One of the key areas of functionality offered by TOM 2 concerns math text. The most notable feature is being able to convert a linear-form equation (i.e. consisting of a string of Unicode characters, or other text which can be interpreted by the TOM engine) into a built-up form (i.e. consisting of inline math objects, with full formatting) – and back again. These transformations are applied using the BuildUpMath and Linearize methods. A range of enumeration values/flags control this process. Also included is the ability to “fold” complex alphabetic characters into their plain text equivalents (using the new version of the GetText method).

e.g. BuildUpMath transforms the following Unicode string:

f(x)=a_0+∑_(n=1)^∞▒(a_n cos⁡〖nπx/L〗+b_n sin⁡〖nπx/L〗

…into the following built-up math text:


By request, I have extended the built-in TOM functionality by adding conversions from built-up math text to two common XML-based markup formats:

  • Office MathML (OMML) – Math RTF and OMML are very similar; the conversion parses the RTF and makes the necessary transformations to produce the XML output.
  • W3C MathML (MML) – The conversion leverages the XSL stylesheet included with Microsoft Office which translates OMML into MML.

The MathML code generated for the previous example is:

<mml:math xmlns:mml="" xmlns:m="">
  <mml:mfenced separators="|">
      <mml:mo stretchy="false">∑</mml:mo>
      <mml:mfenced separators="|">
              <mml:mi mathvariant="italic">cos</mml:mi>
              <mml:mi mathvariant="italic">sin</mml:mi>

Other extensions

My implementation also contains some extension methods which allow TextRange objects to be used like the familiar StringBuilder class; i.e. Append, AppendLine, Insert and Remove.


You can download the latest version of my TOM Classes for .NET from the project page.

This article is also available as a video, courtesy of Webucator. Click here to jump to the video section below.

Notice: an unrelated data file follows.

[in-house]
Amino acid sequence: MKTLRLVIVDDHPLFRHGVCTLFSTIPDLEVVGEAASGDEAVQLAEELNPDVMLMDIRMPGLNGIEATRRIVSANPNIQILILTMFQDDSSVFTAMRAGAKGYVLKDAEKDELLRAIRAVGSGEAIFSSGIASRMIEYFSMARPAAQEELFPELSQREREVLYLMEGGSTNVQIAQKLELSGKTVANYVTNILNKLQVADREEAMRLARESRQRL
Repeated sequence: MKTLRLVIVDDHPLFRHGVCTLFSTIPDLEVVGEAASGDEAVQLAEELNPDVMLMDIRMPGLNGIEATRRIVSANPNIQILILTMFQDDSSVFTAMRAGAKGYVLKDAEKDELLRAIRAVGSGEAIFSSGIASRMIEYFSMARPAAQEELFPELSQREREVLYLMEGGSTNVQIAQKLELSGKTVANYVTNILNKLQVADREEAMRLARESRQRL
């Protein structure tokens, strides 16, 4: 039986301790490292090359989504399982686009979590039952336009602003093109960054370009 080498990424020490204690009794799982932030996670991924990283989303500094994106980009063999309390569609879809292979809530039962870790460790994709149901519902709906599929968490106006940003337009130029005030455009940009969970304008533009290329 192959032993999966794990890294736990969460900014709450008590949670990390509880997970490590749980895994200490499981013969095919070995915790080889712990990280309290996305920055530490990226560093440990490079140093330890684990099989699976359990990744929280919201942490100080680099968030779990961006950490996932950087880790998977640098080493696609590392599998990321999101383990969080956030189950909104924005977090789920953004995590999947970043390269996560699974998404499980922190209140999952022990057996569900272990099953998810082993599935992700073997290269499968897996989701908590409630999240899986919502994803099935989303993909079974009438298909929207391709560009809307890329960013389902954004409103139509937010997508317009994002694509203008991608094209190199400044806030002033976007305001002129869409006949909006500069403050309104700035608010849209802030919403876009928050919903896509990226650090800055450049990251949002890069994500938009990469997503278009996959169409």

For many data types, sorting is a logical, deterministic operation that works by comparing elements and determining whether they are less-than, greater-than or equal-to each other. For example, with a list of integers, we can simply use the <, > and == operators to perform the comparisons. With DateTime values, we might first convert them into UTC/GMT, then to their fundamental form, ticks (i.e. the number of 100-nanosecond intervals that have elapsed since DateTime.MinValue), then compare them as we did with integers.

With strings, however, things get more complicated. One must first decide on what basis we perform the comparison: Is it case-sensitive or case-insensitive? Are accented characters considered equal to their unaccented equivalents? If not, how do they compare? Are there language/regional/cultural factors to consider? Are there cases where two consecutive characters are read as if they were just one?

Thankfully, the .NET Framework supports a wide range of string comparisons and therefore several choices when it comes to sorting. The built-in StringComparer implementations are CurrentCulture, CurrentCultureIgnoreCase, InvariantCulture, InvariantCultureIgnoreCase, Ordinal and OrdinalIgnoreCase. Because I develop exclusively within a single locale and language, my preferred implementation is OrdinalIgnoreCase, which equates uppercase and lowercase letters while comparing the rest according to their order in the character set (i.e. digits before letters, with symbols on either side).

The problem with the built-in comparisons is that they operate on (broadly speaking) an alphabetical basis. Even when we desire strings to appear in alphabetical order, we do not always intend for such a literal interpretation; i.e. the following strings are sorted in alphabetical order, but not in the order a human would place them:

  • “1. Introduction”
  • “10. Summary”
  • “11. Notes”
  • “2. Oranges”
  • “3. Apples”
  • “4. Berries”

Similarly, we might have a list of strings which contain both alphabetical and numerical terms, expressed naturally:

  • “3rd man”
  • “Fifty-third page”
  • “First chase”
  • “First place”
  • “Four people”
  • “Second place”